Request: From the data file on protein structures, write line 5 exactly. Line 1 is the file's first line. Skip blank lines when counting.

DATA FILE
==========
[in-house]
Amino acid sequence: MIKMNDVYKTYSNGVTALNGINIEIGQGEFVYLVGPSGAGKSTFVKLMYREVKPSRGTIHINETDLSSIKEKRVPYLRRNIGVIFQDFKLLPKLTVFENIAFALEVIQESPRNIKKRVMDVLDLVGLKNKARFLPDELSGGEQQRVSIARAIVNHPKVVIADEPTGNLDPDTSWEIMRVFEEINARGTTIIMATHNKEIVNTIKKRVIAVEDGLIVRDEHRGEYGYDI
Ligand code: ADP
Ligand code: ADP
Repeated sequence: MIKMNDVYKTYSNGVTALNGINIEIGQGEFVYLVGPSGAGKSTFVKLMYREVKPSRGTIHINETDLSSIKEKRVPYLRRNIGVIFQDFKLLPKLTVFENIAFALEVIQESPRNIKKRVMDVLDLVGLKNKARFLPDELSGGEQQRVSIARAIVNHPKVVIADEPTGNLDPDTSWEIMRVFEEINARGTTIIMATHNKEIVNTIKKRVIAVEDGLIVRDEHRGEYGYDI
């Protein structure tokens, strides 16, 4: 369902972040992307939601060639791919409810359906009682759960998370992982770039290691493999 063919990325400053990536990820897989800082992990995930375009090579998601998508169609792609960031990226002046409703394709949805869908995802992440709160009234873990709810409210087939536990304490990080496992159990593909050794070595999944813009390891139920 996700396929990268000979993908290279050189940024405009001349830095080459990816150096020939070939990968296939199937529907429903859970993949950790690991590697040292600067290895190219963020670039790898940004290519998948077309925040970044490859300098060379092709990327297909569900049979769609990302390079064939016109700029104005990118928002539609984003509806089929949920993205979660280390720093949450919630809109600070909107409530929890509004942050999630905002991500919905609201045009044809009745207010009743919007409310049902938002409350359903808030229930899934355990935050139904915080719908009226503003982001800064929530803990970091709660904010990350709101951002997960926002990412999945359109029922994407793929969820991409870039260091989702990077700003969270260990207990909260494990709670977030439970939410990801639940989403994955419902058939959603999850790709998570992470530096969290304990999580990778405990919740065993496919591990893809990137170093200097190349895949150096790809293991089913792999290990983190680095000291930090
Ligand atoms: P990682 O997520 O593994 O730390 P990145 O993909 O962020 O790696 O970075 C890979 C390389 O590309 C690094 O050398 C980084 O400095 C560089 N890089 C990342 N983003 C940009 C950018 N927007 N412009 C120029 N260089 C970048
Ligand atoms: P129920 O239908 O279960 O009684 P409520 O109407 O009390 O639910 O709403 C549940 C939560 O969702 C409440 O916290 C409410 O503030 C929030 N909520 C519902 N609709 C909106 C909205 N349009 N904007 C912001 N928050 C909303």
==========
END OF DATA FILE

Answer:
Repeated sequence: MIKMNDVYKTYSNGVTALNGINIEIGQGEFVYLVGPSGAGKSTFVKLMYREVKPSRGTIHINETDLSSIKEKRVPYLRRNIGVIFQDFKLLPKLTVFENIAFALEVIQESPRNIKKRVMDVLDLVGLKNKARFLPDELSGGEQQRVSIARAIVNHPKVVIADEPTGNLDPDTSWEIMRVFEEINARGTTIIMATHNKEIVNTIKKRVIAVEDGLIVRDEHRGEYGYDI